Αγιότητα ονομάζω όχι μια κατάσταση αλλά τον ηθικό αγώνα που κάνω για να φτάσω σ’ αυτήν. Πρόκειται για το νοητό σημείο μιας ηθικής, για το οποίο δεν μπορώ να μιλήσω επειδή δεν το διακρίνω με την όραση. Όταν το πλησιάζω, αυτό απομακρύνεται. Το ποθώ και το φοβάμαι. Ο αγώνας αυτός ίσως δίνει την εντύπωση πως είναι ηλίθιος. Αν και οδυνηρός, είναι γεμάτος χαρά. Είναι παλαβιάρης. Σαν ζουρλός, μεταμορφώνεται σε μια Καρολίνα που ‘χει σηκώσει τα φουστάνια της και ξεφωνίζει από ευτυχία.
Profile Image for Emily.
694 reviews2,003 followers
Shelved as 'to-read-maybe'
December 11, 2015
When Fred Sonic Smith told Patti Smith he would take her anywhere in the world, she chose the prison in French Guiana that Genet regretted he was never sent to. Reading Genet is the first of many vain efforts to be half as interesting as Patti Smith.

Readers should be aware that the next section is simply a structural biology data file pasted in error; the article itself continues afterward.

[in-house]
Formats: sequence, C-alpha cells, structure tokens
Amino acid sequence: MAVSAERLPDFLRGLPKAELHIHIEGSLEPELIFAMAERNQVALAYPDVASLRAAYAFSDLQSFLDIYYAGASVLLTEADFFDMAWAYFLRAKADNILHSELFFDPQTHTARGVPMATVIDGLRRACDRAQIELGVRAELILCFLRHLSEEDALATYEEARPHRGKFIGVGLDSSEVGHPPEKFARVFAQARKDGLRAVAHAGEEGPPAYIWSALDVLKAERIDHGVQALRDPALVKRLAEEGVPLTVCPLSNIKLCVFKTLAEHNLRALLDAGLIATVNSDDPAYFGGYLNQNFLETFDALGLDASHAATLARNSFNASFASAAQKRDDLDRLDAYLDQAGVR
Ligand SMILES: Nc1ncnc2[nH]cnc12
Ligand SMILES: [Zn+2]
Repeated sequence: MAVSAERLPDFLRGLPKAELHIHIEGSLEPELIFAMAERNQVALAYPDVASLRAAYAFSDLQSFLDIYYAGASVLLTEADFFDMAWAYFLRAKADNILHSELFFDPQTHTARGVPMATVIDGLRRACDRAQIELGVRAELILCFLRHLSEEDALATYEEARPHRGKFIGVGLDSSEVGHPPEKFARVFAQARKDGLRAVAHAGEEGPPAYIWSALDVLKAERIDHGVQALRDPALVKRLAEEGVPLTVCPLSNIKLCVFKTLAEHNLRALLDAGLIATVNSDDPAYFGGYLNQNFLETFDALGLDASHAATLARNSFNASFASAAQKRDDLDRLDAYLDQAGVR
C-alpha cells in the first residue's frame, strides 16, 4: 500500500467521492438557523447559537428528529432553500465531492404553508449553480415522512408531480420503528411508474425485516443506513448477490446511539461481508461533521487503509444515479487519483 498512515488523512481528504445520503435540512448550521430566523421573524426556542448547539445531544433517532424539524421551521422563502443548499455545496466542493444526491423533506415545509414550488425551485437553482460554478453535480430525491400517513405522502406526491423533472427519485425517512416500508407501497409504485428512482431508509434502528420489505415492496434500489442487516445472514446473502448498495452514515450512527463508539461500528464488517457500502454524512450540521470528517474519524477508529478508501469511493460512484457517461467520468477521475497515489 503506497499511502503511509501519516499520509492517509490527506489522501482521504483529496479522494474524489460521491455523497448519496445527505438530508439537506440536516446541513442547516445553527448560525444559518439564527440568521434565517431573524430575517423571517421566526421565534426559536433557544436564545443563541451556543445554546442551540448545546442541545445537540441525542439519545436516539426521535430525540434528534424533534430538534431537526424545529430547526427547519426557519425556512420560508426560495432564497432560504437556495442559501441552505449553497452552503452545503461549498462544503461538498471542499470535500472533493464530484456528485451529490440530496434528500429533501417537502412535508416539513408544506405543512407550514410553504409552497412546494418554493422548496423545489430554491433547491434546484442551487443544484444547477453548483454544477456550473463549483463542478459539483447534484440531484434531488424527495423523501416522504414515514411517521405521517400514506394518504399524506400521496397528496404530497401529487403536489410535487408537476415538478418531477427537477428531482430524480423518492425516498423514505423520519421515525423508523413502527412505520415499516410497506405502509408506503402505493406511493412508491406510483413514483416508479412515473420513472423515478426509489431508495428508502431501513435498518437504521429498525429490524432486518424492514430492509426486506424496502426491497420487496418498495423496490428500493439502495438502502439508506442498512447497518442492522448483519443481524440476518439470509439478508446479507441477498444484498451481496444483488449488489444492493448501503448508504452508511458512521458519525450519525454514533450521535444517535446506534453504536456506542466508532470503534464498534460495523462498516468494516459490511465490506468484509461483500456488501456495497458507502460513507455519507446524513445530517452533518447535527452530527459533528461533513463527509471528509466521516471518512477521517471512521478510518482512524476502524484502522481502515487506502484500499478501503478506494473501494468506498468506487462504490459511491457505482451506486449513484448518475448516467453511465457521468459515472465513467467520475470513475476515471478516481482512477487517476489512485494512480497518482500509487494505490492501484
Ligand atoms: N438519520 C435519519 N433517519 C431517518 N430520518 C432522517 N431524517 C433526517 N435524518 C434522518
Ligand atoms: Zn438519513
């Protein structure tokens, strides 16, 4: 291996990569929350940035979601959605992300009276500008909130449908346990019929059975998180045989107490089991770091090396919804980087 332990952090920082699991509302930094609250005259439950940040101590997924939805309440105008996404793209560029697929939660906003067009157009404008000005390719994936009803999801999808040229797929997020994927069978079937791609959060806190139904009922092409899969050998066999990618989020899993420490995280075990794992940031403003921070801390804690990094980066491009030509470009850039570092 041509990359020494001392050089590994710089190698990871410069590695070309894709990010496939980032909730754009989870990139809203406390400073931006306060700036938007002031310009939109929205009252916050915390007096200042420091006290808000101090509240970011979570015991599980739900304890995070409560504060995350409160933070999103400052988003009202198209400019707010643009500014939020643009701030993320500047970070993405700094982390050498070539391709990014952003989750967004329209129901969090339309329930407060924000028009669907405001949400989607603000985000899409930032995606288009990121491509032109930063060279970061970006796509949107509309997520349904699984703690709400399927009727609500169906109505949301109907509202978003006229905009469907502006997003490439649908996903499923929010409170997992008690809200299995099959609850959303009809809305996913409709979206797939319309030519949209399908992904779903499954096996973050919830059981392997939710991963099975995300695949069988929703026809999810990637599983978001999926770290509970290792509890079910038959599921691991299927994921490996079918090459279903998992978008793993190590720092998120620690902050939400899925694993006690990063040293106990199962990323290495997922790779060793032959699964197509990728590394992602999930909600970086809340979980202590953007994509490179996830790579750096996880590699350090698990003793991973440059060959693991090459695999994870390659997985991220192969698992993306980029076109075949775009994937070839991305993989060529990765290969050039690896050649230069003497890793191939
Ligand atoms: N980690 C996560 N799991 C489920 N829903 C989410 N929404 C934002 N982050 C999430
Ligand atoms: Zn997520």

Profile Image for Inderjit Sanghera.
450 reviews85 followers
February 10, 2017
'The Thief's Journey' is the journey into the strange and unique mind of Jean Genete; itinerant tramp and erstwhile novelist, the poetry of his prose beautifies the banality and brutality of its subject, of theft, violence, betrayal and murder, the depraved world of thieves, pimps and would-be murderers which Genete feels drawn to and is able to find beauty in-or rather, Genet is able to transmute his life and ideas, which upend and contradict normal concepts of herosim, love and beauty, via his art;

"I refused to live for any other end than the one which I found to contain the first misfortune: that my life must be a legend, in other words legible, and must give birth to a certain new emotions which I call poetry. I am no longer anything, only a pretext"